We started out working a ridge that was 40 something fathoms down.  The yellows were suspended just over the rockfish.  I had switched to bait.  I dropped in and gave it 5 cranks over the hard bottom.  Not long after…fresh one!  Everyone started getting bit.  My fish got in the boat when Adam gaffed it.  In the process, my line got caught in that gap between the gaff and the gaff pole and got roughed up.  Being in the middle of a hot bite, I went back to the jig (7x heavy in mint sardine).  I was up on the bow and dropped in.  I wound hard through “the zone” (at least what I thought was the zone).  At that point, my line was getting kind of horizontal.  I was reeling in at a slower pace to just start things over when to my surprise, WHACK!  Since I was already close to the surface, it didn’t take long to get it over the rail.  I was telling my buddy Cody (who was fishing next to me) about the slower retrieve.  He was fishing one of the demo Lucanus setups.  You mean like this?  He was heavy.  Nice!  On the light gear it took him awhile to get that fish in.  Meanwhile, I decided to test my theory of the slower retrieve further.  I discovered a pattern where if I dropped down to about half my spool left and slow reeled back, I was getting bit by the time I reached about 2/3 full on the spool.  Discovering that pattern, I put 4 more fish on the boat in quick succession!  It was a good thing too.  At that point, we had drifted well off the ridge and below us was a deep drop off you couldn’t possibly hit bottom on.  The school just stayed with the boat though.  When it was all said and done, it was about 1:30 and we were pretty much done on yellows having put 97 on the boat in that one incredible drift.  The yellows were a really nice grade of fish.  Most were in the 20-22 lb. range.  I had one smaller one that was maybe 15.  My buddy Glenn Allen Jr. took JP on a fish that was probably 35 or more.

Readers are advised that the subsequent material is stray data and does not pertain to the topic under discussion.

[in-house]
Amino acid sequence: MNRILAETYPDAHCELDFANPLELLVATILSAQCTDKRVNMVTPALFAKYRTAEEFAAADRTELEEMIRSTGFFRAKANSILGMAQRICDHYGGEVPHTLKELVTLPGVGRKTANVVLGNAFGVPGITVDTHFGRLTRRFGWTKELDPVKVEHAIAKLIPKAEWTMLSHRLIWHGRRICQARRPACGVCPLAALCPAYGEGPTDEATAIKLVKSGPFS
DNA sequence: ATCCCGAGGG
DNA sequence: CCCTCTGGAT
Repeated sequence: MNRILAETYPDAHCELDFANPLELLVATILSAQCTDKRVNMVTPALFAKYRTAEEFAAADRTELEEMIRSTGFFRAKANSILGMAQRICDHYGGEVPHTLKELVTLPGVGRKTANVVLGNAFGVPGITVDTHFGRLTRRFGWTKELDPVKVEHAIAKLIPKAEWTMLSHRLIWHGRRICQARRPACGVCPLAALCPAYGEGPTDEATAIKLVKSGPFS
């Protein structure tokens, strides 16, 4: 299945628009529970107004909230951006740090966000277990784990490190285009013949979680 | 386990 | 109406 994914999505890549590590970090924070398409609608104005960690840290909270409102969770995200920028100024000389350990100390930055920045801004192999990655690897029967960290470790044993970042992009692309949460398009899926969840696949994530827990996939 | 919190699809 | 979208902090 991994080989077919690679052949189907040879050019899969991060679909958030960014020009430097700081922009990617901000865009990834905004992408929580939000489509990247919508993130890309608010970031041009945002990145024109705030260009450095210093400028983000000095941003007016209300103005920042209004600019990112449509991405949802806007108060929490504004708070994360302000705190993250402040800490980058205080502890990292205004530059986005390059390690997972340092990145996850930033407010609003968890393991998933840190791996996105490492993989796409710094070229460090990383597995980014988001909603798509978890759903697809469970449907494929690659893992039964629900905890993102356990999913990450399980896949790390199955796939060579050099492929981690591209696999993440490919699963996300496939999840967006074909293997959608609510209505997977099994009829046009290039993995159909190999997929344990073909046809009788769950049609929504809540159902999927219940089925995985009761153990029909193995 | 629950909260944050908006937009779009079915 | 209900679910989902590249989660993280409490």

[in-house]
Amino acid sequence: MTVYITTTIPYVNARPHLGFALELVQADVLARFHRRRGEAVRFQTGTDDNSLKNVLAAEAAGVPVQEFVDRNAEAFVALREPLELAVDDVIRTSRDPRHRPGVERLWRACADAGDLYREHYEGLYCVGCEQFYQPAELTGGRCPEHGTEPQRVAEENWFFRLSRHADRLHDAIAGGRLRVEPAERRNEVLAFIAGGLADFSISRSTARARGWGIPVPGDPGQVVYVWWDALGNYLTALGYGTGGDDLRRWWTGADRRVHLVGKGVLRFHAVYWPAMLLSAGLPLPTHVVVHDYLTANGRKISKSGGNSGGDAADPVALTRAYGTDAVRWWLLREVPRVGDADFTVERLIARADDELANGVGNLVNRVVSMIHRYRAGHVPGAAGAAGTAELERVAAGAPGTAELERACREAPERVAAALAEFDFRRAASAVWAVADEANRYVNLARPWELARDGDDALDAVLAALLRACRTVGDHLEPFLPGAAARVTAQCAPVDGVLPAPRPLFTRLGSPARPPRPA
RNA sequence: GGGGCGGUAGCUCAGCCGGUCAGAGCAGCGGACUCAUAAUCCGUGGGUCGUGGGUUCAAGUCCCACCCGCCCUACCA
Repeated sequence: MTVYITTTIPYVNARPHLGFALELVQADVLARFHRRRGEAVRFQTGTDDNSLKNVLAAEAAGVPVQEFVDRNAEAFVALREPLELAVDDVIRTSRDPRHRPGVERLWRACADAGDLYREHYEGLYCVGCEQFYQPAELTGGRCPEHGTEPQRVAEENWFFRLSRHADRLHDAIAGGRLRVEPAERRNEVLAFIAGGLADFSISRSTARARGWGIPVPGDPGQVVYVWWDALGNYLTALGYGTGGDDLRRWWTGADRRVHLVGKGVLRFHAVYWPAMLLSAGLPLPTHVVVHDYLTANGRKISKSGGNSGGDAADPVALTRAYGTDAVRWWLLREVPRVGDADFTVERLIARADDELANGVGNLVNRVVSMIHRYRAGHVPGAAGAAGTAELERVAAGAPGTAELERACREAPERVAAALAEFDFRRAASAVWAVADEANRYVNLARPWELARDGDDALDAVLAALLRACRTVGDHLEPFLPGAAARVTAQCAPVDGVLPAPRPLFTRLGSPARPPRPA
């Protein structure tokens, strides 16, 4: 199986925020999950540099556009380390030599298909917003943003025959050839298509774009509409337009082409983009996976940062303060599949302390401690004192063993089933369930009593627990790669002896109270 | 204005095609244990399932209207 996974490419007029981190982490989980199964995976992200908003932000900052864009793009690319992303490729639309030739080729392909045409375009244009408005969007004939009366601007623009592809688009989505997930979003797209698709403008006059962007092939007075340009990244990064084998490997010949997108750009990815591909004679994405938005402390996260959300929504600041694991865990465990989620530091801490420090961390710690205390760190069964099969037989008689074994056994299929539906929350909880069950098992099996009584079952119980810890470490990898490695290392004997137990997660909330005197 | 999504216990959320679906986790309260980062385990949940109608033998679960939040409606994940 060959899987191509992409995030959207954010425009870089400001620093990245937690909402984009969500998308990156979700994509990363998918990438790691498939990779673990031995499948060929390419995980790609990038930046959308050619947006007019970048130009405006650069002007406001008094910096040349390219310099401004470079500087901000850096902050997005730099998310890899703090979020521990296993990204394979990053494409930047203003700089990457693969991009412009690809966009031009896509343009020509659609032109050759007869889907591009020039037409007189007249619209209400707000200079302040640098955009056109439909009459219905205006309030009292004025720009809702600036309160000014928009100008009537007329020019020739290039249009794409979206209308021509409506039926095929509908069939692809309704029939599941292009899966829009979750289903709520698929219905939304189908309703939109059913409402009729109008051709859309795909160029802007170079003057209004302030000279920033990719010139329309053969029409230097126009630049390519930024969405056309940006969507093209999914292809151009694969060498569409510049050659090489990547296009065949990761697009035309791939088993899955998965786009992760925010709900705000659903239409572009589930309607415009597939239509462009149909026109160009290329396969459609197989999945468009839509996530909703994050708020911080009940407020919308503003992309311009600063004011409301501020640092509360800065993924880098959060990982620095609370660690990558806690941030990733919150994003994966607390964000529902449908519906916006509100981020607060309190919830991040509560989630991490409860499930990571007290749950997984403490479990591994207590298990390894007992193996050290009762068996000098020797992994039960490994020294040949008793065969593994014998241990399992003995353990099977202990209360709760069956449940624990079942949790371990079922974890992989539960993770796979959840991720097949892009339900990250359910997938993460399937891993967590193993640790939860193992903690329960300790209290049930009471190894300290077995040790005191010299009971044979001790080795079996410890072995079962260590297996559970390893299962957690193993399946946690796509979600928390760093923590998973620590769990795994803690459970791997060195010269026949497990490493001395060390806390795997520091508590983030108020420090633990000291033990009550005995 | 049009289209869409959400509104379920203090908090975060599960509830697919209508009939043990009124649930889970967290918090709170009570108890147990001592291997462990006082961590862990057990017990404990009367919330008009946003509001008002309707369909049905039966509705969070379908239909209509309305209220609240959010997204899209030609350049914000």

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First ling / yellow day for me

It was time to go rockfish.  We drove away leaving them biting.  Mark setup on another ridge away from the rest of the fleet to commence rockfishing.  I cut off my jig.  The Tranx/Teramar combo I was fishing had 65lb. Power Pro braid to a short topshot of 50 mono.  I had pre-tied a bunch of rigs on 50 for rockfishing, so I just tied a swivel where I had cutoff my jig and tied on one of the lingcod trap rigs I had pre-tied.  I added a pound of lead.  I found a larger mack in the tank and sent it down.  Whomp!  I was heavy.  It almost felt like I was stuck in a rock, but it came up ever so slightly…plus rocks don’t shake their head.  Yeah, it was a good one.  I was finally able to break it free and then I reeled it in slowly.  It seemed to take forever as we were fishing in over 400 feet of water.  I kept at it though and finally got it in.  The snelled hook had bent out, but the trap treble was buried in his throat!  🙂  I’ve never had a day where I caught a ling and a yellow in the same day.  I’ve tried for it numerous times fishing the Coronados, but it took Colonet to accomplish the feat.  My day was complete and we still had hours left to fish.

IMG_6553The good fishing continued until we finally stopped at sunset.  A few more yellows found our hooks (despite the fact we were rockfishing) to put a cherry on top of the day.  We ended up with boat limits of yellows, 38 lings, and an assortment of rockfish.  Lots of sore arms and backs, but smiles all around for the 24 anglers.  Thank you so much to Capt. Mark Gillette and his excellent staff.  The on deck crew was helpful, attentive and friendly as always.  Chef Jason wowed us in his galley.  And I also want to thank Eclipse administrative manager Sharla for all her help in putting together this awesome trip.  The Eclipse has more of these trips online, so contact Sharla to get onboard.  Thanks to Marc and Joe from Shimano.  We all learned and got to experience a different way to fish that was a lot of fun for everyone on board and the giveaways were much appreciated.  Thanks also to Get Some products for providing additional raffle prizes.  Most of all, thank you to all the salties who came out.  I’m glad everyone had a great time and I look forward to more great times on the water with you this year.  Tight lines!

Additional trip pictures can be found HERE